BOOTHBAY HARBOR — Maine State Police have essentially completed their investigation into the murder-suicide that stunned this picturesque seaside town but still have no idea what led a 71-year-old retired shipyard worker to shoot his wife and adult son, then kill himself.

That work may ultimately fall to the Maine Domestic Violence Homicide Review Panel, a state body that studies deadly family violence with the goal of beefing up systems to identify warning signs and act to prevent it.

Svend Jorgensen, 71, used a revolver that he had owned for some time to shoot and kill his wife, Carol Jorgensen, 75, and one of their sons, Eric Jorgensen, 40, a social studies teacher at Catherine McAuley High School in Portland, state police said. He then shot himself.

On Saturday, police found Carol Jorgensen’s body in bed at the couple’s house on Lakeside Drive in Boothbay Harbor and Eric Jorgensen in the kitchen of the home he had just moved into on Montgomery Road, which had been owned by his grandmother and inherited by his mother last year. Svend Jorgensen’s body was found in his basement, the revolver beside him, police said. He had with him a brief suicide note but it gave no explanation for his actions and included a listing of his real estate holdings.

“There’s nothing we have been able to discern as to what made this man snap and murder his family,” said Stephen McCausland, spokesman for the state police. “There was no clear medical issue involved here.”

He said police looked into health issues and financial issues but came up empty. He would not say whether investigators spoke directly with Svend Jorgensen’s physician or attorney.


“There could be some documents in the house that might lead to answers. Sometimes there isn’t,” McCausland said Tuesday. “Sometimes there’s no identifiable circumstance as to why someone does what they do.”

McCausland said detectives still have a substantial amount of work in front of them as they compile the results of their investigation into a report that will be submitted to the Maine Attorney General’s Office for review. However, the process of gathering information is complete.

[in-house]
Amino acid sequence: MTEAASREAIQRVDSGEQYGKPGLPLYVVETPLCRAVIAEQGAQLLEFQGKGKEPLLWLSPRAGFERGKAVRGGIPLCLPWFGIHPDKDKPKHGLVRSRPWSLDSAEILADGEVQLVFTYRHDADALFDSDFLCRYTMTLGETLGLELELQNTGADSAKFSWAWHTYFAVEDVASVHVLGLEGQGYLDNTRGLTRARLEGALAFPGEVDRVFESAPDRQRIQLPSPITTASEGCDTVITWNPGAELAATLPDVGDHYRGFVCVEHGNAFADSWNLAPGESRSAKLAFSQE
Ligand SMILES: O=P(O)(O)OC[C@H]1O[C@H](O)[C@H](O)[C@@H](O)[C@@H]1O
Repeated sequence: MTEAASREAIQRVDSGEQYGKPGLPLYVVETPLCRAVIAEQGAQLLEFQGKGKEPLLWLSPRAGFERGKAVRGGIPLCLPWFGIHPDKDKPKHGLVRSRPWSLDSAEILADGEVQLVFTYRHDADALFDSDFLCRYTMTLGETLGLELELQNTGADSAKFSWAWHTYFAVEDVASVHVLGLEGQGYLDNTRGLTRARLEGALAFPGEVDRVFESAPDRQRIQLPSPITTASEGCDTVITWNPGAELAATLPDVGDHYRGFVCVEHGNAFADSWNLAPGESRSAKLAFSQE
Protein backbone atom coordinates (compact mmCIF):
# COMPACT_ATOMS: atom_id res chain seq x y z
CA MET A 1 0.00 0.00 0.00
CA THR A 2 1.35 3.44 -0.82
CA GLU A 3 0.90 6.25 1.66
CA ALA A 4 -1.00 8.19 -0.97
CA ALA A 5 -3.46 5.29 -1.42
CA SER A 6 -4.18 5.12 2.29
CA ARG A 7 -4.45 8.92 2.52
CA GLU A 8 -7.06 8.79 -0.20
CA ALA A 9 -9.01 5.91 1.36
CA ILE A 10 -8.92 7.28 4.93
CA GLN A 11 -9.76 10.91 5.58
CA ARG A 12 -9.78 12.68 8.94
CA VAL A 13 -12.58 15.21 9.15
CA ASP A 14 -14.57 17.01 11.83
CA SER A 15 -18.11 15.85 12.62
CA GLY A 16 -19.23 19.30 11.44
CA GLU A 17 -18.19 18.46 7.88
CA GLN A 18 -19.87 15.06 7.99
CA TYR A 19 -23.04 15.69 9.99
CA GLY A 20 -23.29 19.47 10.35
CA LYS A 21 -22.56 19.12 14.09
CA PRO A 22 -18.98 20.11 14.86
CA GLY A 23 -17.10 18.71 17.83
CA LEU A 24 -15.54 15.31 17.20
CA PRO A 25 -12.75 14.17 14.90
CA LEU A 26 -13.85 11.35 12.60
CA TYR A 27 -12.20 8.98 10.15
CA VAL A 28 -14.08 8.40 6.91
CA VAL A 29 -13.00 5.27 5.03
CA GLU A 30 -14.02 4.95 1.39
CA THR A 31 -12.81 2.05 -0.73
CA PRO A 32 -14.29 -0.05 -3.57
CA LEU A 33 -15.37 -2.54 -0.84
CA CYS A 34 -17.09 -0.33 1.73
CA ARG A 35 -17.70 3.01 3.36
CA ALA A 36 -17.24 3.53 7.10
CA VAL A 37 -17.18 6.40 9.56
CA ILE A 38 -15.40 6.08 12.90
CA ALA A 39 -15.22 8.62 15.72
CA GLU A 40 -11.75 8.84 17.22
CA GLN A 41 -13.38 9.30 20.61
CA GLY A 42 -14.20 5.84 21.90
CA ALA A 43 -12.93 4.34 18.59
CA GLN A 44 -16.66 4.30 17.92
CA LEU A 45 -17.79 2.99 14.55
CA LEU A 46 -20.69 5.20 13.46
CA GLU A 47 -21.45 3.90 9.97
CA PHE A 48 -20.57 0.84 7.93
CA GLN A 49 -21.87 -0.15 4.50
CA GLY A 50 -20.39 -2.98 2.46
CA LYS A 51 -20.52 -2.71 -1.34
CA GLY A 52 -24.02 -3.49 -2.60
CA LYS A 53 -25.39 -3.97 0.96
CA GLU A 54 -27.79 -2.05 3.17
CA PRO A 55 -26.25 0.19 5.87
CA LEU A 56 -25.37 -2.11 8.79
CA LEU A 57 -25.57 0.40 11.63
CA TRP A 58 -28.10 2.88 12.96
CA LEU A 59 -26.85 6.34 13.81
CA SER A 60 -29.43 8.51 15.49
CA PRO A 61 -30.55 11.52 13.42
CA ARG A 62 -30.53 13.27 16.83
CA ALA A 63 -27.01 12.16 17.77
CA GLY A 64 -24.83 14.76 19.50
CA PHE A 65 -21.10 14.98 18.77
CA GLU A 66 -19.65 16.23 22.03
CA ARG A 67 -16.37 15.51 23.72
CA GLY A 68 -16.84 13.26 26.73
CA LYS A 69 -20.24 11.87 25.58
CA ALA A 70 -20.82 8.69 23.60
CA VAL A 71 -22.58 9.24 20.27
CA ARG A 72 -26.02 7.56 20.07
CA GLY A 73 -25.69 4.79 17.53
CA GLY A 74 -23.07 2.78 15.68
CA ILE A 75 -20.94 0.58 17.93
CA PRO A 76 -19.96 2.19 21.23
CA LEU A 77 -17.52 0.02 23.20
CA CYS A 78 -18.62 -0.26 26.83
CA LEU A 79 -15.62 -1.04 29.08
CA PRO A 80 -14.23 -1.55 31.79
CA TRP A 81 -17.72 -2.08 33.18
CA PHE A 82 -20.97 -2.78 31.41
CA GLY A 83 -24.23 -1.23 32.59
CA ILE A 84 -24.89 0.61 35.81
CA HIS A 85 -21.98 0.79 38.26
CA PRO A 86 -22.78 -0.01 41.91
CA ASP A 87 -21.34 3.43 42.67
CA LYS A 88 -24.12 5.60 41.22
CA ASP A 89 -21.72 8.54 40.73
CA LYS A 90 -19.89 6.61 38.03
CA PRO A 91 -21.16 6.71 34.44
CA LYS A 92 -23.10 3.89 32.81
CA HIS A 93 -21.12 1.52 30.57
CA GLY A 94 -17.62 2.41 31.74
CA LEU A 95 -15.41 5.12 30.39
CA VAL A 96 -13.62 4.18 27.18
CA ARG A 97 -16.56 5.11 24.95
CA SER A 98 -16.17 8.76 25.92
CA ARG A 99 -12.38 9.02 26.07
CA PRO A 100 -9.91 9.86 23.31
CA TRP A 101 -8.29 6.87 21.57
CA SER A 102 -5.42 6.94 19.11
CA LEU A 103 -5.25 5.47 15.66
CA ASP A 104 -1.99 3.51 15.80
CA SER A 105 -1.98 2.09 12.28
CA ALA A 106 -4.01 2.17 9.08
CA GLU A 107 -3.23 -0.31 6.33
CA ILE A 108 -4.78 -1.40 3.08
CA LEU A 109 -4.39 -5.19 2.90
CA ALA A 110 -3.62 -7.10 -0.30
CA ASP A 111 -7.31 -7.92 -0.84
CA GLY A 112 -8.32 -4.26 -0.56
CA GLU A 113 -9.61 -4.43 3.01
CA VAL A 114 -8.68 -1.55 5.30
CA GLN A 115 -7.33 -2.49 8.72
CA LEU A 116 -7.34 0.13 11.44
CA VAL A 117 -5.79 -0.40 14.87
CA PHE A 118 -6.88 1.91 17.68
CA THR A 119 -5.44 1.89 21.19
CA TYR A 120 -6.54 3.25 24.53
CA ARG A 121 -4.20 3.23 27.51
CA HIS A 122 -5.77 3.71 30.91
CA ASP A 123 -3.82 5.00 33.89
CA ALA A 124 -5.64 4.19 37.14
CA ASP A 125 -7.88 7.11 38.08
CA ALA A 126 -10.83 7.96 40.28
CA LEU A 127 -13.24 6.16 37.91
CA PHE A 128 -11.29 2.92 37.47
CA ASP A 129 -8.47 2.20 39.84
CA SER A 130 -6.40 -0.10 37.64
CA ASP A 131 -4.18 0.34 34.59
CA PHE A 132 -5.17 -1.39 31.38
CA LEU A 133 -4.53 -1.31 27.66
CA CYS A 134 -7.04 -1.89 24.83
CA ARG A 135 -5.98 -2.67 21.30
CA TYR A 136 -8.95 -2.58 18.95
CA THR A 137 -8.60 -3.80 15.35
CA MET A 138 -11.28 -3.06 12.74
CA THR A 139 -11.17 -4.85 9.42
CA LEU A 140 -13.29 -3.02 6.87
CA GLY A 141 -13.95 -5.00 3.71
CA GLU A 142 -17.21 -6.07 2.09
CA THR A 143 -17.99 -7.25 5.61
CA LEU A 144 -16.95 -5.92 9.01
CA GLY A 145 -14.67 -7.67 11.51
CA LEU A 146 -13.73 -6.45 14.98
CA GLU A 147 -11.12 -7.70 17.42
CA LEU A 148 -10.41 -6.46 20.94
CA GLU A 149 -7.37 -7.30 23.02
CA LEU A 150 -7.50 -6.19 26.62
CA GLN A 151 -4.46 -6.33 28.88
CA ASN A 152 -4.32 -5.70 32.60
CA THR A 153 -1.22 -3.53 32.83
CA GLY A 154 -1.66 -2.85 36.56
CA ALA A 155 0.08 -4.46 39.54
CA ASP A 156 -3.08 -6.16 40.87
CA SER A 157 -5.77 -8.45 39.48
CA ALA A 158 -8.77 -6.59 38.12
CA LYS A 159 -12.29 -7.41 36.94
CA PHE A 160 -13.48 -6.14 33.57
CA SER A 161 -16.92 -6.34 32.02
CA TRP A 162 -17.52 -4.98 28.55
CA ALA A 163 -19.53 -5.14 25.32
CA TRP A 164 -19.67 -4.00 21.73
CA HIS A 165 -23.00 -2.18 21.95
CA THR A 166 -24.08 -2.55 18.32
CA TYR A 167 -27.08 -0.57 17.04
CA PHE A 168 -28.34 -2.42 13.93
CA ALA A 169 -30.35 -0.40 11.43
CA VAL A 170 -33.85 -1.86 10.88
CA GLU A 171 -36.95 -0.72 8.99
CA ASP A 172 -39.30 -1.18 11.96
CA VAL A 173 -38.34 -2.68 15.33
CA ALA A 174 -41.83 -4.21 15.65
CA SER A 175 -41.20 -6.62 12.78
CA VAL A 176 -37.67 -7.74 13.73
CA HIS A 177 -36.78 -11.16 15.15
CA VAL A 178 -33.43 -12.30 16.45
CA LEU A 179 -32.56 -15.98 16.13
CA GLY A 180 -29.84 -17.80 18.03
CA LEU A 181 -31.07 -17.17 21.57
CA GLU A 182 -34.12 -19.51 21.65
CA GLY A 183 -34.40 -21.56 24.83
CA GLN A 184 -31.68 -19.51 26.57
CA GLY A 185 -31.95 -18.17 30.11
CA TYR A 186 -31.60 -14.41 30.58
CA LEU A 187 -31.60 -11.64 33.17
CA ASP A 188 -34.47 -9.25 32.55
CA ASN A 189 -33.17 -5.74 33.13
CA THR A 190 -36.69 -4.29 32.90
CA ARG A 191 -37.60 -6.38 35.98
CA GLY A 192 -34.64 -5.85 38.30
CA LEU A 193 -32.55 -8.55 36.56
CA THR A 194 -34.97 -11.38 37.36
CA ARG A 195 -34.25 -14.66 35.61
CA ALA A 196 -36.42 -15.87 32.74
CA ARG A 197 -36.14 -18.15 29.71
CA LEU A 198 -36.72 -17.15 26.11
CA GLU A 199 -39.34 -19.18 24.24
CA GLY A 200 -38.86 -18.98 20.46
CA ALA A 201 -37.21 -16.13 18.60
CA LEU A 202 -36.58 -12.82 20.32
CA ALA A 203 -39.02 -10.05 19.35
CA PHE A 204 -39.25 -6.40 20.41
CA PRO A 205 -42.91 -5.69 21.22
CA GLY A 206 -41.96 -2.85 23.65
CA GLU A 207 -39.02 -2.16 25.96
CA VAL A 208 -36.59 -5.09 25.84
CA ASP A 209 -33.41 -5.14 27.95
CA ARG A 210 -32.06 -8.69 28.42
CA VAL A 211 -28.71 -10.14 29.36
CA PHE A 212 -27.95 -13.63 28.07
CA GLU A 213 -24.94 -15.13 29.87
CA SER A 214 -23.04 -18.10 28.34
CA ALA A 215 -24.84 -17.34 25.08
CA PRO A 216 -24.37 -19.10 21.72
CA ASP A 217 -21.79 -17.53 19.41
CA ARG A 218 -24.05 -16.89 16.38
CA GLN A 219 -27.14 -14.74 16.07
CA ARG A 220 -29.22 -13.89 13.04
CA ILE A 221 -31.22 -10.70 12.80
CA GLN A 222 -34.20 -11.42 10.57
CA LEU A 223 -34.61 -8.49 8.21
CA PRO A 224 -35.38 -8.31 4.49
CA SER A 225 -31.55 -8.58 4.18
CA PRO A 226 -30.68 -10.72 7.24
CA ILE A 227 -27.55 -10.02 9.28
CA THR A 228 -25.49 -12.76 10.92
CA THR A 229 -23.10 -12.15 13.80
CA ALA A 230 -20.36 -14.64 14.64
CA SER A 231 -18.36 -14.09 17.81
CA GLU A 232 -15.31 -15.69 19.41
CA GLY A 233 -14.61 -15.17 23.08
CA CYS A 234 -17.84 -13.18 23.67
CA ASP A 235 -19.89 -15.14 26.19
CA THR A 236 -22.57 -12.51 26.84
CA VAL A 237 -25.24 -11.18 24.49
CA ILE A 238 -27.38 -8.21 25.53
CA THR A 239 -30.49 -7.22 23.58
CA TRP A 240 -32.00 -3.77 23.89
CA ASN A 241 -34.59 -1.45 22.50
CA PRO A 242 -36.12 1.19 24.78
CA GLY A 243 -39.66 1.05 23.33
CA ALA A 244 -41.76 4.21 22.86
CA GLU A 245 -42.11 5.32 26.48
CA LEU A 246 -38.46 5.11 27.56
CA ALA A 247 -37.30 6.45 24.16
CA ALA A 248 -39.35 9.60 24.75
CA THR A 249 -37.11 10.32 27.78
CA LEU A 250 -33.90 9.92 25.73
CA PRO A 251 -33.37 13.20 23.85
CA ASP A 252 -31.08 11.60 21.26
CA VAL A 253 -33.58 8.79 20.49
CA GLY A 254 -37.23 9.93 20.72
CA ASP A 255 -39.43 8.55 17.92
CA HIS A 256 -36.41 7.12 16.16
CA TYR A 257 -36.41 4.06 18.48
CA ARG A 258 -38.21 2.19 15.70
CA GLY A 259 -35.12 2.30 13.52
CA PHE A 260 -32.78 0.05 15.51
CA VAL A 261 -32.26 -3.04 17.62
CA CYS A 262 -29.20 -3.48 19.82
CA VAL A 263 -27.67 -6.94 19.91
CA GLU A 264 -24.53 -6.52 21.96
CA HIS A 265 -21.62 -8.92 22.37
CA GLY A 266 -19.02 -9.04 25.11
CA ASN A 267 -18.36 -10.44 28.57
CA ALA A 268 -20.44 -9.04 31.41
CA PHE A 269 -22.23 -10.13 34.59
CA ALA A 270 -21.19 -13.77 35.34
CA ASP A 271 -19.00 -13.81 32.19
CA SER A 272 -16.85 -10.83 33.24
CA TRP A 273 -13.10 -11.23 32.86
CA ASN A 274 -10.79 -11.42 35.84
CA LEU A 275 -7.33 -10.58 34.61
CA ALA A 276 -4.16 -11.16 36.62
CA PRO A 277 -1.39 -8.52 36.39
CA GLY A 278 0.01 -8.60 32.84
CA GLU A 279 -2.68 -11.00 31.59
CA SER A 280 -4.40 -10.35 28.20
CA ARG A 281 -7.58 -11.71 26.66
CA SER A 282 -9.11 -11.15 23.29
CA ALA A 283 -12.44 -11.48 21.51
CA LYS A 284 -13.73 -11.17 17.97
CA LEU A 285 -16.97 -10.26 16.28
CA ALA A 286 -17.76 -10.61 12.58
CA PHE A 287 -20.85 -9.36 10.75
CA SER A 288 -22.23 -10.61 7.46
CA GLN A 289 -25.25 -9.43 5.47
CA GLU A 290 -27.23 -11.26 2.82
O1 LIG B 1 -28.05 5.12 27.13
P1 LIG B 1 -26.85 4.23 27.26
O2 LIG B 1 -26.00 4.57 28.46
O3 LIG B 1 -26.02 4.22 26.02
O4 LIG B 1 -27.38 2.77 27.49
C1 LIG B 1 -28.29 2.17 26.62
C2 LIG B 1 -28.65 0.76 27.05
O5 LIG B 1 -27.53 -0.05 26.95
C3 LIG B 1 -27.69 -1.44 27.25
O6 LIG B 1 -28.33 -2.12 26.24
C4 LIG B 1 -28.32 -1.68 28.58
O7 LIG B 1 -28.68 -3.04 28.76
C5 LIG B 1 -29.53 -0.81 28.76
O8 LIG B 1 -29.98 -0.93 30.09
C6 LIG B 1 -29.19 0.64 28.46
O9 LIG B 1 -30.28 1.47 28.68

“We know who committed this crime. The only thing we don’t know is why,” he said. “Unless something unforeseen comes up, we are essentially done.”

The Jorgensens’ other son, Peter, declined to speak with a reporter Tuesday.


The deaths shocked this town of 2,150 year-round residents in large part because so many people knew the Jorgensens and saw no signs of trouble.


“Everybody is talking about it because it took everybody by surprise,” said Jack Allen, a resident who said he knew the couple, though not as well as many others did.

Community members are organizing a memorial service for Saturday at noon on Boothbay Common.

There was no history of domestic violence in the family or of police being called to the home for family disputes, McCausland said.

Svend Jorgensen had no criminal history in Lincoln County and there were no protection from abuse orders requested by members of the family.

Abusive relationships can fester without people outside the family being aware, however. It is one of the reasons why the Domestic Violence Homicide Review Panel probes such cases to determine what warning signs might have been missed.

“We’ll look at everything going on with the dynamics within the family and try to understand what was going on in this household that led to this terrible act of violence,” said Deputy Attorney General Lisa Marchese, who chairs the panel.


The panel includes a physician, a forensic psychologist, mental health professionals, domestic violence advocates and clergy as well as members of the criminal justice system.

Marchese said state officials, like the public, want to know why Svend Jorgensen did what he did.

“If we can understand this, we can prevent it,” she said Tuesday. “Clearly this man thought he had the right to kill his family which is very difficult to understand and is never appropriate.”

Marchese noted that the motive for a crime often can be elusive and it is one of the reasons why prosecutors aren’t required to prove it.

“We can never prove motive beyond a reasonable doubt. We never know exactly what goes on in someone else’s mind,” she said.

Marchese said she believes more may come to light in the coming days and weeks.

The work of the Domestic Violence Homicide Review Panel may not provide all the answers that would help the public understand the tragedy in Boothbay Harbor. The panel takes months to review cases and issues a report every two years. The report draws broad conclusions and makes recommendations for changes in policy and practice, but it does not identify specific cases in its findings.


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